Thank You All who contribute to this site! Iíve learned a lot...
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Old 09-20-2020, 04:34 PM   #12
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No you don't but the reason is due partially to convention and partially due to technical reasons. For the trailer the frame and structure and axles must support the trailer and payload so that is easy, follow the payload guidance. For the tow vehicle, payload while towing gets a little convoluted which is why many of us suggest using axle limits, towing limit, and gross combined limit for the tow vehicle. The payload number is more useful and straightforward when not towing.
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Old 09-22-2020, 03:20 AM   #13
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“For the tow vehicle, payload while towing gets a little convoluted which is why many of us suggest using axle limits, towing limit, and gross combined limit for the tow vehicle. The payload number is more useful and straightforward when not towing.”

That’s because you really don’t understand the physics of towing. If you did it would be clear.
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Old 09-22-2020, 07:55 AM   #14
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Thatís because you really donít understand the physics of towing. If you did it would be clear.
Really...You go play with the math and we will use published limits, compare with what our rig actually is and see if we are safe.
Much easier for the uninformed masses.

Bob
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Old 09-22-2020, 02:25 PM   #15
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Thank you BayouBiker for your timely advice. I’ve listed specifics for a 25 Ft Airstream and our present tow vehicle as related to weights - any and all comments please.

Weight Summary - as in Ready to tow:

TT has a Payload rating Greater than actual by 392 Lbs (32%)

TV GCVWR is Greater than actual by 463 Lbs (3.3%)

TV Rear Axle load rating is Greater than actual by 224 Lbs (5.3%)

TV Towing Capacity is Greater than actual by 92 Lbs (1.3%).
Not sure why but listed German tow capacity for this same G550 is rated at 4,000kg (8,800 Lbs) 1,800 Lbs greater than US spec trucks.

These first four weights are all marginally under Max limits however; TV Hitch Weight is spec’ed as 650#, and current 25Ft GT lists Tongue Weight at 882#, would this 36% over-weight item be a deal-breaker that would or should drive us to a 23Ft Globetrotter?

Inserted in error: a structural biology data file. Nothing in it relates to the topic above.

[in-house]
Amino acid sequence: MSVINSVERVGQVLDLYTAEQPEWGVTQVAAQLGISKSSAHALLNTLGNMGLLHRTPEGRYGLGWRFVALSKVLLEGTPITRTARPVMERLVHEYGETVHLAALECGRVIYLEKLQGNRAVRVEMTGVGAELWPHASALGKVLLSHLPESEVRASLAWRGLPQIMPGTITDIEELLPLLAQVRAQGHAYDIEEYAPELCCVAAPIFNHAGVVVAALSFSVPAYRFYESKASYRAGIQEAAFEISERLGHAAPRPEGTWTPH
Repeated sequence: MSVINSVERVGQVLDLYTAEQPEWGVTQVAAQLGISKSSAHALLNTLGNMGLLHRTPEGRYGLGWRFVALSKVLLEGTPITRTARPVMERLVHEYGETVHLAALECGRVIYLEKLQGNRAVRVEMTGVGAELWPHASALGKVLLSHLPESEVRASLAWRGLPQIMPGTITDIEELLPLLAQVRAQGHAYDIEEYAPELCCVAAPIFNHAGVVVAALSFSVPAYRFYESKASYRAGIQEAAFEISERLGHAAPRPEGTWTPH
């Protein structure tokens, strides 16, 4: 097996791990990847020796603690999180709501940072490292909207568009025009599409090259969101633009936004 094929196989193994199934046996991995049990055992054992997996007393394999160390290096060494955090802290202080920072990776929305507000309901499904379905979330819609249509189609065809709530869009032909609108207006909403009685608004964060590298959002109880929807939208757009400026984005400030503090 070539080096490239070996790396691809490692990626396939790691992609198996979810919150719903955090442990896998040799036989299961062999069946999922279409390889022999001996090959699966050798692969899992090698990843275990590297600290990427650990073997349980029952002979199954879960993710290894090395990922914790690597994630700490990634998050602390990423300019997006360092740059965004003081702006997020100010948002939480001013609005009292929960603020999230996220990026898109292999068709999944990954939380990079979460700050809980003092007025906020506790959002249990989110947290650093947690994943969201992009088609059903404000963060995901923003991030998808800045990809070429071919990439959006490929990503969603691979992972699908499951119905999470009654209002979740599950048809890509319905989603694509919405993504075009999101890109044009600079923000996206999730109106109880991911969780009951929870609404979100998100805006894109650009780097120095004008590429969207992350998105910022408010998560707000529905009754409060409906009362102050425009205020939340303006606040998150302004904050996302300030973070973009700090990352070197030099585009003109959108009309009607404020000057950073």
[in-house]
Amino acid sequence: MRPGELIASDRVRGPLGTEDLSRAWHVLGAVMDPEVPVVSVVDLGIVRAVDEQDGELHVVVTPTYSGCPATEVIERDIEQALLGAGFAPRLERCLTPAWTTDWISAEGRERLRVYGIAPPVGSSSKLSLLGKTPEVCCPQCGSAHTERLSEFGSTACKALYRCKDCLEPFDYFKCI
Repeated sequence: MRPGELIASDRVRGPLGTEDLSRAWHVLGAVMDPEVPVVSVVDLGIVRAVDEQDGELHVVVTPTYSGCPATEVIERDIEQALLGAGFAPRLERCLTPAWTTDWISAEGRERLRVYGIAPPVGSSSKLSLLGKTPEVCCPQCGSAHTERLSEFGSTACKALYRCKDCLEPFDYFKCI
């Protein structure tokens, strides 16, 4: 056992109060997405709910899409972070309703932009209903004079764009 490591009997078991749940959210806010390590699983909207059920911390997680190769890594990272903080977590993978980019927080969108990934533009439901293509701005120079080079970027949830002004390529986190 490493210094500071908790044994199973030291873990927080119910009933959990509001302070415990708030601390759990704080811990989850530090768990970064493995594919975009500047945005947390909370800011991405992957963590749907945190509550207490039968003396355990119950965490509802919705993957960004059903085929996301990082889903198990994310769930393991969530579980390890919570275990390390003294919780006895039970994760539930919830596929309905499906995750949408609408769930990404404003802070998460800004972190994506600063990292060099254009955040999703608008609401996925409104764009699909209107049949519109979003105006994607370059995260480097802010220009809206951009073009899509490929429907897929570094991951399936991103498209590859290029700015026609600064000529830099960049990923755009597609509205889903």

Your statement “follow TT payload guidance” is understood as
best practice. To that end; our favorite Airstream is their 25Ft Globetrotter with a calculated Payload (GVWR 7,300 less Base weight 6,074) of 1,226 Lbs. Prepping for a 7 day trip (in a rental Airstream) to a site with full hookups, (lacking a Cat scale) we weighed most and estimated a few items that would ride in the TT adding these to establish Payload weight. For this exercise I used tank holdings as containing (goal is to always empty before travel, we have yet to do the boon thing) - Fresh 10 Gal, Gray 5 Gal, Black 5 Gal. All this results with a TT Payload of 834 Lbs, which provides a 392 Lbs cushion as (32%) Under the spec’ed 25Ft Globetrotter Payload.

Our tow vehicle - a 2015 Mercedes G550 AWD, spec’s include:

Base Weight full fluids including gas 5,578 Lbs
GVWR 7,056
Calculated Payload (GVWR less Base) 1,478
Max Front axle load 3,150 (43% on Front)
Max Rear axle load 4,189 (57% on Rear)
Tires 265/60 R18 “E” rated at 3,000 Lbs each
Hitch Weight 650
Towing Capacity Max 7,000
GCVWR 14,056
G550 Wheelbase 112.2 inch

GCVWR rating = 14,056, is Greater than actual by 463# (3.3%)
(TV 5,578 + 1,108 actual PL + TT base 6,074 + 833 actual PL)

Tow capacity rating 7,000) is Greater than actual by 92#
(TT Base 6,074 + 834 TT Payload)

Axle limits; if TV ready to travel weighs 6,686 (Base 5,578 + Payload 1,108) and using standard 57% Rear distribution, Base Weight rear becomes 3,180# and if TV Payload is distributed 70% to Rear, this adds 776# of Payload to Rear Axle load, total Rear axle load becomes 3,965 Lbs. Max listed load of 4,189 Lbs is Greater than actual by 224# (5.3%).
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Old 09-22-2020, 04:02 PM   #16
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The MB G550 will pull that trailer safely and it will give you a great ride. The tongue limit is to discourage people from hitching a heavy travel trailer but we are going to move past that just a bit and make some other adjustments. Mercedes is trying to keep you from experiencing oversteer so we will have to do a few things to avoid it.

You're very close to the stability limits so you should take some reasonable measures to give yourself as much margin as you can get. Emergencies are very rare, especially if you give yourself some distance in front of you so you can react.